I return a fair amount of the stuff I buy online, I would say around a third of it or more. I really believe it is necessary to see something in person to know truly if it is wanted, and I try not to keep what I do not love, unless it is somehow unavoidable.*
*As in the case of some category of item where there is perhaps no ideal object available, or where its function is paramount (say, pliers), or in the case where there is an ideal, but I am not willing to shell out for it (because there is something else I want, which I am not willing to sacrifice).
I was trying on the clothes in a recent order and had done a particularly poor job of anticipating what would succeed with me, and what would fit. There was also some bad luck involved with fabrics not being pleasant, or construction being subpar, etc. I returned nearly everything – quite happily, as I am eager to eject what I don’t want with all possible expedition, space is tight as it is – but was naturally disappointed. One fills the cart with such hope! This is what I love about shopping: shopping is about the future. About creation and evolution and definition and hope…at least for me, shopping–especially for unnecessary things, which is, in a way, almost all I buy (almost all anybody buys)–is a pretty involved, potentially powerful psychic event, full of promise.
That hope is that I will receive the object I have imagined possessing, and I will love it. Where love here is shorthand for something like, I will instinctively sense that it is right for me to have it, and befitting of my character to wear it or use it, that it symbolically represents a rejection of all that I reject, and an embracing of all that I embrace, and that the object and I have come together at last [At last! How could I have not seen that I needed it before! But then, too, maybe I was not ready for it until now, and it is even better in this way (as we are lost without proper timing)], and think simply, YES.
Put another way, it will feel like I need it.
[Yet I make an effort to remember, as Buddhism and Jainism (and not Madonna) and good sense prompt me, that any significance bestowed upon the object traces back to me, and lies truly within me (and not in the object itself, any significance pertaining to which is a projection of a fragment of myself).]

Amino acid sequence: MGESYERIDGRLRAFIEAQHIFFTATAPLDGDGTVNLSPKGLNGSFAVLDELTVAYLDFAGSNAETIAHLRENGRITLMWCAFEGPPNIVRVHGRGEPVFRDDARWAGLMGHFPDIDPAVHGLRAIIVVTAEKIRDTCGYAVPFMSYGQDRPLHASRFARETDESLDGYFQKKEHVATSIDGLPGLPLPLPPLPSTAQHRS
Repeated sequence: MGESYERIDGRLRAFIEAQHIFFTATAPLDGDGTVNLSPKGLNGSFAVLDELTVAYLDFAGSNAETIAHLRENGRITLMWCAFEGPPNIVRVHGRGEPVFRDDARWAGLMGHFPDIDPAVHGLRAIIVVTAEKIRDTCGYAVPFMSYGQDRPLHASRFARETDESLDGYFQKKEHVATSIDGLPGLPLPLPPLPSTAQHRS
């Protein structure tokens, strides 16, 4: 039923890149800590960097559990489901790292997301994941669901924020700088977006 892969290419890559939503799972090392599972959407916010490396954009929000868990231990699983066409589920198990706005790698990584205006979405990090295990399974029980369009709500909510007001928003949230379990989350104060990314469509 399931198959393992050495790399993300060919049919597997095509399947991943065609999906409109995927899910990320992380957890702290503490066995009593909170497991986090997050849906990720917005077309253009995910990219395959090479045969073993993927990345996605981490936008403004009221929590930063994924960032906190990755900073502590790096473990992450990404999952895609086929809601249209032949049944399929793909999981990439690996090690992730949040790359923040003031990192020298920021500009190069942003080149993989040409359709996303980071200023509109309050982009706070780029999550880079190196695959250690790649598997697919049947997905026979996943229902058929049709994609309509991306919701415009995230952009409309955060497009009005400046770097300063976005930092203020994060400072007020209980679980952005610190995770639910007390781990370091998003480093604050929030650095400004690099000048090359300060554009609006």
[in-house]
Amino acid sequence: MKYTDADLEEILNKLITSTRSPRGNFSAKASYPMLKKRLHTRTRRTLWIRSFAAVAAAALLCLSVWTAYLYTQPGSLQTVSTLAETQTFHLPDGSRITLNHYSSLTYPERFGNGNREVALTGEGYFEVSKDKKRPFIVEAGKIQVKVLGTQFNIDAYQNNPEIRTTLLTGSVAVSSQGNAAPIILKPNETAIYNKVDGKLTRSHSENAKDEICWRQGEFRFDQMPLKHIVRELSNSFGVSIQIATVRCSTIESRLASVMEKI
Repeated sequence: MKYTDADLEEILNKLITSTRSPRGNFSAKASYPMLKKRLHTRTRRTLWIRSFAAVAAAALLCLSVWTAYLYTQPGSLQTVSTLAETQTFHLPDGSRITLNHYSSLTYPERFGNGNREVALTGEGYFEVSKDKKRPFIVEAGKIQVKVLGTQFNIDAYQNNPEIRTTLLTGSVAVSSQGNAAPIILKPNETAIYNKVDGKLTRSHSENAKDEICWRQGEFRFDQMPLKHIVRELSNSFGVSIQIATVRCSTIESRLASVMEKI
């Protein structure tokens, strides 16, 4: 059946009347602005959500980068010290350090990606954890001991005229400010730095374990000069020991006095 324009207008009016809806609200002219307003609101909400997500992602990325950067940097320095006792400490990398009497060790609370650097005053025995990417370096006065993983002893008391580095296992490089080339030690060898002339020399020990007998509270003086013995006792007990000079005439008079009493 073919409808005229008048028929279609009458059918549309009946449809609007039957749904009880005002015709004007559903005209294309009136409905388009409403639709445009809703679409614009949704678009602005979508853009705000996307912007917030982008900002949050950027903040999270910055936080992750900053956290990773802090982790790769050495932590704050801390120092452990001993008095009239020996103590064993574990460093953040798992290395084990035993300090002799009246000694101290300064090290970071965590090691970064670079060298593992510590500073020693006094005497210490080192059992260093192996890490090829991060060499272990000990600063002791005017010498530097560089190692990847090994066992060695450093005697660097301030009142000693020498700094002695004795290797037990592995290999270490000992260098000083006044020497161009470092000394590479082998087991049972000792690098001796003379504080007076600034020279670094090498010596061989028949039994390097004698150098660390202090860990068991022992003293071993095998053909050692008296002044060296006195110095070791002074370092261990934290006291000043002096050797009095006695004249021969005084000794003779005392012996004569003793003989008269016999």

This can be the force behind the oft-ridiculed ‘retail therapy’, and certainly almost always is for me. Distress (or just life) often requires some change or adaptation, the conscious changing of the self being a particularly tricky operation. We need help. [I need help!] Changing the environment is one tool, changing the immediate environment of the body being another even more intimate tool. I do not buy objects, mostly. Sometimes, at a very practical level, when something is not important enough to me to warrant the attention, I buy what will be nothing more than an object: a plate to catch water under a plant pot, cotton buds. This is rare, however, and I mostly buy not objects, not mere objects, but symbols. Rather, I have always chosen objects as symbols, and it is becoming less and less un/subconscious just what they symbolize and how.
I select certain things over other things because I have an idea of myself, a version of myself I want to bring to life. And these things are the catalysts, the tools paving the way. They might be a shortcut to becoming this future self, or they might be a carrot, inspiring me to some state a bit out of my natural reach. Perhaps these convoluted strategies are especially effective for me because I know that I am the kind of person who wants to be in environments that inspire me to live up to them, and that bring out the best in me (or even make me better). I use environment loosely here to mean everything I can perceive. This means the room I inhabit, the food I eat, the clothes I wear, the jewelry, the perfume, the objects I use, the books I read. Not just this room but the next room and the next room (and tomorrow and tomorrow). Is it not worthwhile to choose these elements with care and purpose? Can it be denied that the harmony of these elements has power? I say it cannot.
This is maybe all too obvious.
Anyway, here’s this necklace I bought, which I was right to buy.
A brass serpent with a quarter-sized limon quartz pendant, vaguely pineapple-esque (a vintage-thrift situation of mysterious origin).
It has a certain high priestess of the serpents aura about it, no?
Please to inform the serpents that I am available.